Recently, several different potential copyright clients inquiring whether they had a case for intentional copyright violation of their work have approached me. They all had similar stories. They worked as volunteers, interns or independent contractors for various companies. While working with those companies, they each created an original work in a tangible medium. They were not paid for their work, but rather were promised some sort of credit for their work, either in the form of college credits, or promotion of their name with the work. In each case, the other party did not deliver the promised consideration. As such, the potential client's believed they had a copyright on the work they created, and further believed they could sue for copyright violation.
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Their basic premise of someone using their creative work for that person's benefit was sound. However, what each of these artists did not take into account was whether they created the pieces as work for hire. My analysis of each of their cases rested squarely on the legal principle of work for hire. It seems unfair, that one can put their creative talents to work for another, where that artist is not compensated in anyway for their efforts, yet the copyright would rest with the intended beneficiary of the work, and not with the artist who was uncompensated. Yet, the intended beneficiary of the work does in fact hold a strong claim on the exclusive rights to that work.
To determine who truly owns the rights to a work, a full analysis is generally required. As a general rule, under section 201(a) of the United States Copyright Act, copyright ownership "vests initially with the author or authors of the work." 17 U.S.C. § 201(a). For example, if Victoria draws a picture of a park, she is the owner of the copyright.
However, in some situations, the creator of the work does not hold the copyright. The reason for this is the work is a "work made for hire." A "work made for hire" is defined as: (1) "a work prepared by an employee within the scope of his or her employment;" or (2) nine specified types of work specially ordered or commissioned, "if the parties expressly agree in a written instrument signed by them that the work shall be considered a work made for hire." The "work for hire" doctrine has been long recognized by the United States Supreme Court in Bleistein v. Donaldson Lithographing Co., 188 U.S. 239 (1903). Section 201(b) of the Copyright Act provides that in the case of a work made for hire, "the employer or other person for whom the work was prepared is considered the author … and … owns all of the rights comprised in the copyright." 17 U.S.C. § 201(b). For example, Victoria is an employee of Animal 57 Web Productions. She draws a picture of a park that Animal 57 will use in its brochure. Animal 57, would then own the exclusive rights to that picture.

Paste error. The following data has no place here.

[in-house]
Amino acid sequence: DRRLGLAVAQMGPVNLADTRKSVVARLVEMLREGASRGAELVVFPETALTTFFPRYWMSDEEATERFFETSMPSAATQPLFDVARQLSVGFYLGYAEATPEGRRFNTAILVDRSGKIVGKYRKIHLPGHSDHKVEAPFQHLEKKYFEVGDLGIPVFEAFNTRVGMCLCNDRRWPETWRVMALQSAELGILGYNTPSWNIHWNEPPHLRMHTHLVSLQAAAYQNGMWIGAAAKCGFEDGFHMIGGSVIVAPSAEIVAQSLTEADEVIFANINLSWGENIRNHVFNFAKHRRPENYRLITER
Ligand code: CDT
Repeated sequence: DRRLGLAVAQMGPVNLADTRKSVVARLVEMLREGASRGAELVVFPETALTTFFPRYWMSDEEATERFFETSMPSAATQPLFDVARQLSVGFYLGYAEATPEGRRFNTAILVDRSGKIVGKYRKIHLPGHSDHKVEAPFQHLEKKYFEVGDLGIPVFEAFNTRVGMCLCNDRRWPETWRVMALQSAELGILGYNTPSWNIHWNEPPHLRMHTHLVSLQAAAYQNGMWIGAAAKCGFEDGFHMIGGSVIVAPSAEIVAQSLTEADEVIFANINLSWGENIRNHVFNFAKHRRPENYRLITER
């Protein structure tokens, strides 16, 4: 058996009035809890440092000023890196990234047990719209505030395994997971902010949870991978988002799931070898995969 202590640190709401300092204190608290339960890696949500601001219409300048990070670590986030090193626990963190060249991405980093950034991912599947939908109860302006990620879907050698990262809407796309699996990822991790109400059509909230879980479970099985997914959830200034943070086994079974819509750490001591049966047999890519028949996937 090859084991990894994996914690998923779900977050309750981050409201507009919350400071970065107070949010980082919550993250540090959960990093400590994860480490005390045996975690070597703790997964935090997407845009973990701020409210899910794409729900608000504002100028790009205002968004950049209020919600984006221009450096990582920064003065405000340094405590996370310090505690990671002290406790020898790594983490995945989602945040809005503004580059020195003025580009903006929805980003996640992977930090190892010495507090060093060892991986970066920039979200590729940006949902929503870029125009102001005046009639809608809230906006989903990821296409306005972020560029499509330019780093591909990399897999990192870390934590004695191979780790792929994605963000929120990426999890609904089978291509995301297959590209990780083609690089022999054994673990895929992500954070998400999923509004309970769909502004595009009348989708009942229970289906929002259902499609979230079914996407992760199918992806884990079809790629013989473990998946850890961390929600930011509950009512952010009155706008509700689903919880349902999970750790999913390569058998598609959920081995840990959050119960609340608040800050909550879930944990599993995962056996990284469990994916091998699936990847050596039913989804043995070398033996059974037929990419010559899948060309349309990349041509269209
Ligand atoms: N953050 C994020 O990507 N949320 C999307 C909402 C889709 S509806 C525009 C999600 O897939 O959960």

The central question, under the copyright law, to be asked to determine if the work is considered a "work for hire", is who is an employee? In a United States Supreme Court case, an advocacy group, contracted with an artist to create a sculpture to be displayed for a Christmas Pageant. The advocacy group paid the artist pursuant to the contract, and "determined a number of key aspects of the design of the sculpture".
The Supreme Court held that the artist owned the sculpture since he was not an employee of advocacy group. Moreover, the sculpture was not one of the nine specifically enumerated categories of commissioned works where the commissioning party owns the work. Community. for Creative Non-Violence v. Reid, 490 U.S. 730 (1989).
The Court held the test for whether the creator is an employee is the same as the test for "the common law of agency." Cmty. for Creative Non-Violence v. Reid, 490 U.S. at 740--41.
The factors which should be considered are: (1) who supplies the materials, (2) the location of the work, (3) the duration of the relationship, (4) whether the hiring party can assign additional projects to the hired party, (5) the hired party's role in hiring and paying assistants.
The aforementioned case increases in significance as the digital age progresses. As so many companies now hire independent contractors, rather than employees. The key element to look for is, whether the contractors and employees sign agreements stating that all work created while retained by employer, if it is not work made for hire, will be assigned to the employer.
This article was originally posted on the E-legal Lawyer Blog.